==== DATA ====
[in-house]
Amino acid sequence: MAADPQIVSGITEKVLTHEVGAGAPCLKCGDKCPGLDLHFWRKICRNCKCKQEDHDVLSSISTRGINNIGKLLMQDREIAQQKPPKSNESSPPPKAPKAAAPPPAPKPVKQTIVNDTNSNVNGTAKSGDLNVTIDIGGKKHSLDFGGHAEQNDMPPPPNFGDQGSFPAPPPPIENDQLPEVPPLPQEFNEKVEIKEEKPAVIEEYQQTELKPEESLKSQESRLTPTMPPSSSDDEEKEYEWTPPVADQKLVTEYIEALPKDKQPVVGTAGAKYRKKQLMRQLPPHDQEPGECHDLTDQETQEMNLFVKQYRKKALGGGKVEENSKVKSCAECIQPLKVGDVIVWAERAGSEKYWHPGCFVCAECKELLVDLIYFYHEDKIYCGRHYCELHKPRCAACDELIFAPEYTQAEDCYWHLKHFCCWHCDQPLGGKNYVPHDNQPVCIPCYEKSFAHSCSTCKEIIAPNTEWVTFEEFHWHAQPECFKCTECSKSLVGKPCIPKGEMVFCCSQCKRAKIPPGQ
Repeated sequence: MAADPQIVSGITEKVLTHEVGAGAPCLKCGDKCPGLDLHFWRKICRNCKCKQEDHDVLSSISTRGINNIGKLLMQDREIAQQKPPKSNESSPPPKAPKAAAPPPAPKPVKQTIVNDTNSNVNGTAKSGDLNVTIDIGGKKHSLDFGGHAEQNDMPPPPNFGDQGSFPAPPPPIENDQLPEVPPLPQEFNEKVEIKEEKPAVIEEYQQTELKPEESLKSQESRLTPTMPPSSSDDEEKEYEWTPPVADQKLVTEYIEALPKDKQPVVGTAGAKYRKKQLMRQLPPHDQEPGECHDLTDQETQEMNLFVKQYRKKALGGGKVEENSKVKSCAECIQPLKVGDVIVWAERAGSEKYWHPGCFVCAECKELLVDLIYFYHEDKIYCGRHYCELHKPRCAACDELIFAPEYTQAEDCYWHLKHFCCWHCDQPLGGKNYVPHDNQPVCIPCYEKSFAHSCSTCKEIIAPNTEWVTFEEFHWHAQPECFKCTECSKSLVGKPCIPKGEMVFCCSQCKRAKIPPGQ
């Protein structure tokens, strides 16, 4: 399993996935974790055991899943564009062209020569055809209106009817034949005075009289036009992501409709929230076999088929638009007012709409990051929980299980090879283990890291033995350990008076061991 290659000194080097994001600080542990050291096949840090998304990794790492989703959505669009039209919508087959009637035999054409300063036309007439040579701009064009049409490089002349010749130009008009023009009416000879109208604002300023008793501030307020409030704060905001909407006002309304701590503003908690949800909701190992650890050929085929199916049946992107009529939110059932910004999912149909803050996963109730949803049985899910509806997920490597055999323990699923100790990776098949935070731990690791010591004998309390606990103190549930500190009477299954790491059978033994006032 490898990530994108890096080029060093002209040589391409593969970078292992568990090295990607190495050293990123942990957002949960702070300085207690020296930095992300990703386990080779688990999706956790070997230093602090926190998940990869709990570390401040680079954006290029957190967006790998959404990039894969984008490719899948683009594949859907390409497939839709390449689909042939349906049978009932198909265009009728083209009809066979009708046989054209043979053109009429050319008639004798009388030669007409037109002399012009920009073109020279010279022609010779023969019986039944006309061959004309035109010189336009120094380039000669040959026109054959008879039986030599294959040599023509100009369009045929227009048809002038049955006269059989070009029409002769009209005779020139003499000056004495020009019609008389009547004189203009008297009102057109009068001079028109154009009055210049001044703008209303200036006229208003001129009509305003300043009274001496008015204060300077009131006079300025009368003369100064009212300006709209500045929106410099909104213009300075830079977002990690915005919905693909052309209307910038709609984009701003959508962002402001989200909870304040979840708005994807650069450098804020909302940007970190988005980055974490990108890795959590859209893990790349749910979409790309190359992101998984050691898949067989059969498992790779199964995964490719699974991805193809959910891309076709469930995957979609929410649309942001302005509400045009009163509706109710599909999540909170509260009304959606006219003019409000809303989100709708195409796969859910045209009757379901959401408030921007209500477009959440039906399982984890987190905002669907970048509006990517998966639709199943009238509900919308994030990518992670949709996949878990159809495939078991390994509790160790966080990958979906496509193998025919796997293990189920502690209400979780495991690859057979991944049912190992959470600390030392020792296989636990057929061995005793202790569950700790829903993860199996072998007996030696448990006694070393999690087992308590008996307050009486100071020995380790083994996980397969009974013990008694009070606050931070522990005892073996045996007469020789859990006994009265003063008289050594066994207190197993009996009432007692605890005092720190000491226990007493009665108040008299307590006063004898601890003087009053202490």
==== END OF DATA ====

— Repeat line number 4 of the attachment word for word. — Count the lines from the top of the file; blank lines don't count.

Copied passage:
């Protein structure tokens, strides 16, 4: 399993996935974790055991899943564009062209020569055809209106009817034949005075009289036009992501409709929230076999088929638009007012709409990051929980299980090879283990890291033995350990008076061991 290659000194080097994001600080542990050291096949840090998304990794790492989703959505669009039209919508087959009637035999054409300063036309007439040579701009064009049409490089002349010749130009008009023009009416000879109208604002300023008793501030307020409030704060905001909407006002309304701590503003908690949800909701190992650890050929085929199916049946992107009529939110059932910004999912149909803050996963109730949803049985899910509806997920490597055999323990699923100790990776098949935070731990690791010591004998309390606990103190549930500190009477299954790491059978033994006032 490898990530994108890096080029060093002209040589391409593969970078292992568990090295990607190495050293990123942990957002949960702070300085207690020296930095992300990703386990080779688990999706956790070997230093602090926190998940990869709990570390401040680079954006290029957190967006790998959404990039894969984008490719899948683009594949859907390409497939839709390449689909042939349906049978009932198909265009009728083209009809066979009708046989054209043979053109009429050319008639004798009388030669007409037109002399012009920009073109020279010279022609010779023969019986039944006309061959004309035109010189336009120094380039000669040959026109054959008879039986030599294959040599023509100009369009045929227009048809002038049955006269059989070009029409002769009209005779020139003499000056004495020009019609008389009547004189203009008297009102057109009068001079028109154009009055210049001044703008209303200036006229208003001129009509305003300043009274001496008015204060300077009131006079300025009368003369100064009212300006709209500045929106410099909104213009300075830079977002990690915005919905693909052309209307910038709609984009701003959508962002402001989200909870304040979840708005994807650069450098804020909302940007970190988005980055974490990108890795959590859209893990790349749910979409790309190359992101998984050691898949067989059969498992790779199964995964490719699974991805193809959910891309076709469930995957979609929410649309942001302005509400045009009163509706109710599909999540909170509260009304959606006219003019409000809303989100709708195409796969859910045209009757379901959401408030921007209500477009959440039906399982984890987190905002669907970048509006990517998966639709199943009238509900919308994030990518992670949709996949878990159809495939078991390994509790160790966080990958979906496509193998025919796997293990189920502690209400979780495991690859057979991944049912190992959470600390030392020792296989636990057929061995005793202790569950700790829903993860199996072998007996030696448990006694070393999690087992308590008996307050009486100071020995380790083994996980397969009974013990008694009070606050931070522990005892073996045996007469020789859990006994009265003063008289050594066994207190197993009996009432007692605890005092720190000491226990007493009665108040008299307590006063004898601890003087009053202490």